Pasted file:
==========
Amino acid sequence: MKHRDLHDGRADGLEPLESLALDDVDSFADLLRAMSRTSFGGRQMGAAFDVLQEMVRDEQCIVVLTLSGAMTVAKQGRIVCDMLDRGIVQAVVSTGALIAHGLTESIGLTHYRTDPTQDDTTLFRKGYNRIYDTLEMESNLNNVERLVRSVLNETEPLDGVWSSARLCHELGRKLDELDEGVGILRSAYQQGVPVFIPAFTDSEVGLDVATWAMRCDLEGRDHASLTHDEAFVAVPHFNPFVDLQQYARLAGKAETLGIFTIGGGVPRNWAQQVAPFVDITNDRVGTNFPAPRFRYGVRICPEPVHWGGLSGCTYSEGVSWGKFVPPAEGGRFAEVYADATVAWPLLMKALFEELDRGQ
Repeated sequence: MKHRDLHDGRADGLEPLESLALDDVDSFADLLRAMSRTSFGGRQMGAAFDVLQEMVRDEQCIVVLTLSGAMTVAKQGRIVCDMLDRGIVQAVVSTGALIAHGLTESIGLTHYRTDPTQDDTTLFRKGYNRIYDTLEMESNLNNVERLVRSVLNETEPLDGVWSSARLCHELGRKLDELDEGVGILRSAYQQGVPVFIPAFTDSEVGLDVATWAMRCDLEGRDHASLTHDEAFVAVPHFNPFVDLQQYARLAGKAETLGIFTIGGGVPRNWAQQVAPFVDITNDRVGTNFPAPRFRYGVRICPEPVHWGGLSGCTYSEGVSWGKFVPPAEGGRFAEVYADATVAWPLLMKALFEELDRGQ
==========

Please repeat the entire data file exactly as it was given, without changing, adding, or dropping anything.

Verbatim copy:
Amino acid sequence: MKHRDLHDGRADGLEPLESLALDDVDSFADLLRAMSRTSFGGRQMGAAFDVLQEMVRDEQCIVVLTLSGAMTVAKQGRIVCDMLDRGIVQAVVSTGALIAHGLTESIGLTHYRTDPTQDDTTLFRKGYNRIYDTLEMESNLNNVERLVRSVLNETEPLDGVWSSARLCHELGRKLDELDEGVGILRSAYQQGVPVFIPAFTDSEVGLDVATWAMRCDLEGRDHASLTHDEAFVAVPHFNPFVDLQQYARLAGKAETLGIFTIGGGVPRNWAQQVAPFVDITNDRVGTNFPAPRFRYGVRICPEPVHWGGLSGCTYSEGVSWGKFVPPAEGGRFAEVYADATVAWPLLMKALFEELDRGQ
Repeated sequence: MKHRDLHDGRADGLEPLESLALDDVDSFADLLRAMSRTSFGGRQMGAAFDVLQEMVRDEQCIVVLTLSGAMTVAKQGRIVCDMLDRGIVQAVVSTGALIAHGLTESIGLTHYRTDPTQDDTTLFRKGYNRIYDTLEMESNLNNVERLVRSVLNETEPLDGVWSSARLCHELGRKLDELDEGVGILRSAYQQGVPVFIPAFTDSEVGLDVATWAMRCDLEGRDHASLTHDEAFVAVPHFNPFVDLQQYARLAGKAETLGIFTIGGGVPRNWAQQVAPFVDITNDRVGTNFPAPRFRYGVRICPEPVHWGGLSGCTYSEGVSWGKFVPPAEGGRFAEVYADATVAWPLLMKALFEELDRGQ